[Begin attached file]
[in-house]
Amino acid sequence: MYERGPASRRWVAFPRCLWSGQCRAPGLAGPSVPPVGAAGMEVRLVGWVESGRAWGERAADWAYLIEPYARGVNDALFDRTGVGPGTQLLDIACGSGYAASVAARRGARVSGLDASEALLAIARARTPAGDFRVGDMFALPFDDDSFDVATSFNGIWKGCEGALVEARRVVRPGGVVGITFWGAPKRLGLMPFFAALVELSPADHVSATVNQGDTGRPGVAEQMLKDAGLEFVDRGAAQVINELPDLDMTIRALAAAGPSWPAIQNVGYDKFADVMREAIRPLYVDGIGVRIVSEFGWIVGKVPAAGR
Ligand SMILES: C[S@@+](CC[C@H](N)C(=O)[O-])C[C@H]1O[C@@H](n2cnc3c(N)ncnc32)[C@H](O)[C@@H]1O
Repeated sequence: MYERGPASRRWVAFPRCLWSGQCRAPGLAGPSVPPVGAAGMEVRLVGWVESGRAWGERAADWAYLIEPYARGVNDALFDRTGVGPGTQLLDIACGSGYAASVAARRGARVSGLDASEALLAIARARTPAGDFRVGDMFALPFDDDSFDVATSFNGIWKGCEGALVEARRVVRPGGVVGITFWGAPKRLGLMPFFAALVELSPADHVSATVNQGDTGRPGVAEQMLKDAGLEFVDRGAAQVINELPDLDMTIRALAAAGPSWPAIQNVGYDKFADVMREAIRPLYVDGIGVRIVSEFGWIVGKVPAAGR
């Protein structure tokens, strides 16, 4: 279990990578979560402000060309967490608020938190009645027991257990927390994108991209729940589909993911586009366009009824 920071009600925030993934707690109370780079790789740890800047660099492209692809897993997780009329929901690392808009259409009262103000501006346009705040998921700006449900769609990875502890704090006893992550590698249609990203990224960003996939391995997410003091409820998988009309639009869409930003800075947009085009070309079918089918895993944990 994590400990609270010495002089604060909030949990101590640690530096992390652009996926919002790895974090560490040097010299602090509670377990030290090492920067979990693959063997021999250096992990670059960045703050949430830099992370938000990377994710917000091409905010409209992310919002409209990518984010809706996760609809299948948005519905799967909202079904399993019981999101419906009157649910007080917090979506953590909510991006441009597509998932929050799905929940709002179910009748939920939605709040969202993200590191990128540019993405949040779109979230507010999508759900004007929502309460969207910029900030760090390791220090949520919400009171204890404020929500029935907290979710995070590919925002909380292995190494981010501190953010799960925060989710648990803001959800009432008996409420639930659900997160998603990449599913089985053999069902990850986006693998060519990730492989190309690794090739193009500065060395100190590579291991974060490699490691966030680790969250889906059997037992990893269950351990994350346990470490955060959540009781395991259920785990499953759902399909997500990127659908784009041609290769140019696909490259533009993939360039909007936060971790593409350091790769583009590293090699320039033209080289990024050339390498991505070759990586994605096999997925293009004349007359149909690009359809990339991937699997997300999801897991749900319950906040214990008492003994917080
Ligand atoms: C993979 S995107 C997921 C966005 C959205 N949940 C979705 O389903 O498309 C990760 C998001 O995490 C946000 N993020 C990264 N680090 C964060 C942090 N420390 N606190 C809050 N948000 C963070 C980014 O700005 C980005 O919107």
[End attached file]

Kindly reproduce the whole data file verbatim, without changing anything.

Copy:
[in-house]
Amino acid sequence: MYERGPASRRWVAFPRCLWSGQCRAPGLAGPSVPPVGAAGMEVRLVGWVESGRAWGERAADWAYLIEPYARGVNDALFDRTGVGPGTQLLDIACGSGYAASVAARRGARVSGLDASEALLAIARARTPAGDFRVGDMFALPFDDDSFDVATSFNGIWKGCEGALVEARRVVRPGGVVGITFWGAPKRLGLMPFFAALVELSPADHVSATVNQGDTGRPGVAEQMLKDAGLEFVDRGAAQVINELPDLDMTIRALAAAGPSWPAIQNVGYDKFADVMREAIRPLYVDGIGVRIVSEFGWIVGKVPAAGR
Ligand SMILES: C[S@@+](CC[C@H](N)C(=O)[O-])C[C@H]1O[C@@H](n2cnc3c(N)ncnc32)[C@H](O)[C@@H]1O
Repeated sequence: MYERGPASRRWVAFPRCLWSGQCRAPGLAGPSVPPVGAAGMEVRLVGWVESGRAWGERAADWAYLIEPYARGVNDALFDRTGVGPGTQLLDIACGSGYAASVAARRGARVSGLDASEALLAIARARTPAGDFRVGDMFALPFDDDSFDVATSFNGIWKGCEGALVEARRVVRPGGVVGITFWGAPKRLGLMPFFAALVELSPADHVSATVNQGDTGRPGVAEQMLKDAGLEFVDRGAAQVINELPDLDMTIRALAAAGPSWPAIQNVGYDKFADVMREAIRPLYVDGIGVRIVSEFGWIVGKVPAAGR
């Protein structure tokens, strides 16, 4: 279990990578979560402000060309967490608020938190009645027991257990927390994108991209729940589909993911586009366009009824 920071009600925030993934707690109370780079790789740890800047660099492209692809897993997780009329929901690392808009259409009262103000501006346009705040998921700006449900769609990875502890704090006893992550590698249609990203990224960003996939391995997410003091409820998988009309639009869409930003800075947009085009070309079918089918895993944990 994590400990609270010495002089604060909030949990101590640690530096992390652009996926919002790895974090560490040097010299602090509670377990030290090492920067979990693959063997021999250096992990670059960045703050949430830099992370938000990377994710917000091409905010409209992310919002409209990518984010809706996760609809299948948005519905799967909202079904399993019981999101419906009157649910007080917090979506953590909510991006441009597509998932929050799905929940709002179910009748939920939605709040969202993200590191990128540019993405949040779109979230507010999508759900004007929502309460969207910029900030760090390791220090949520919400009171204890404020929500029935907290979710995070590919925002909380292995190494981010501190953010799960925060989710648990803001959800009432008996409420639930659900997160998603990449599913089985053999069902990850986006693998060519990730492989190309690794090739193009500065060395100190590579291991974060490699490691966030680790969250889906059997037992990893269950351990994350346990470490955060959540009781395991259920785990499953759902399909997500990127659908784009041609290769140019696909490259533009993939360039909007936060971790593409350091790769583009590293090699320039033209080289990024050339390498991505070759990586994605096999997925293009004349007359149909690009359809990339991937699997997300999801897991749900319950906040214990008492003994917080
Ligand atoms: C993979 S995107 C997921 C966005 C959205 N949940 C979705 O389903 O498309 C990760 C998001 O995490 C946000 N993020 C990264 N680090 C964060 C942090 N420390 N606190 C809050 N948000 C963070 C980014 O700005 C980005 O919107």